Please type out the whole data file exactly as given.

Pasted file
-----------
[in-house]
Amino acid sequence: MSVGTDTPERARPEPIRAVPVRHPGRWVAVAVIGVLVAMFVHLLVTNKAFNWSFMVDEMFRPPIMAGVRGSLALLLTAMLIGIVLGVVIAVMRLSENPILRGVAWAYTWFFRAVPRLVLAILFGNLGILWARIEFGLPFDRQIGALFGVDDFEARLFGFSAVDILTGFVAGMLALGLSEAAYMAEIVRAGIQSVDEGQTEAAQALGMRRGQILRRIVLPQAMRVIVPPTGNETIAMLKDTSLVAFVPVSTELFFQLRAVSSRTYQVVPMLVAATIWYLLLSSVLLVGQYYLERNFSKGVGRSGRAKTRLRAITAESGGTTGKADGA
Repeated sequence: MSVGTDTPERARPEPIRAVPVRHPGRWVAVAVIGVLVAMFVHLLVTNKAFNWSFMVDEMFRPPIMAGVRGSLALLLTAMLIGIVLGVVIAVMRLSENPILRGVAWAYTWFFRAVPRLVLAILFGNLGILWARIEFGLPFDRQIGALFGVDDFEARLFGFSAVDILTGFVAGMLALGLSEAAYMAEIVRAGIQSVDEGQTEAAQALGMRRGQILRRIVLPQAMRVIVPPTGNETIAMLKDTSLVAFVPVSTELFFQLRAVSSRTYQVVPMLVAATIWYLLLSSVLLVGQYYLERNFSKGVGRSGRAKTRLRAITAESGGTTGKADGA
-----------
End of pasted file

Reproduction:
[in-house]
Amino acid sequence: MSVGTDTPERARPEPIRAVPVRHPGRWVAVAVIGVLVAMFVHLLVTNKAFNWSFMVDEMFRPPIMAGVRGSLALLLTAMLIGIVLGVVIAVMRLSENPILRGVAWAYTWFFRAVPRLVLAILFGNLGILWARIEFGLPFDRQIGALFGVDDFEARLFGFSAVDILTGFVAGMLALGLSEAAYMAEIVRAGIQSVDEGQTEAAQALGMRRGQILRRIVLPQAMRVIVPPTGNETIAMLKDTSLVAFVPVSTELFFQLRAVSSRTYQVVPMLVAATIWYLLLSSVLLVGQYYLERNFSKGVGRSGRAKTRLRAITAESGGTTGKADGA
Repeated sequence: MSVGTDTPERARPEPIRAVPVRHPGRWVAVAVIGVLVAMFVHLLVTNKAFNWSFMVDEMFRPPIMAGVRGSLALLLTAMLIGIVLGVVIAVMRLSENPILRGVAWAYTWFFRAVPRLVLAILFGNLGILWARIEFGLPFDRQIGALFGVDDFEARLFGFSAVDILTGFVAGMLALGLSEAAYMAEIVRAGIQSVDEGQTEAAQALGMRRGQILRRIVLPQAMRVIVPPTGNETIAMLKDTSLVAFVPVSTELFFQLRAVSSRTYQVVPMLVAATIWYLLLSSVLLVGQYYLERNFSKGVGRSGRAKTRLRAITAESGGTTGKADGA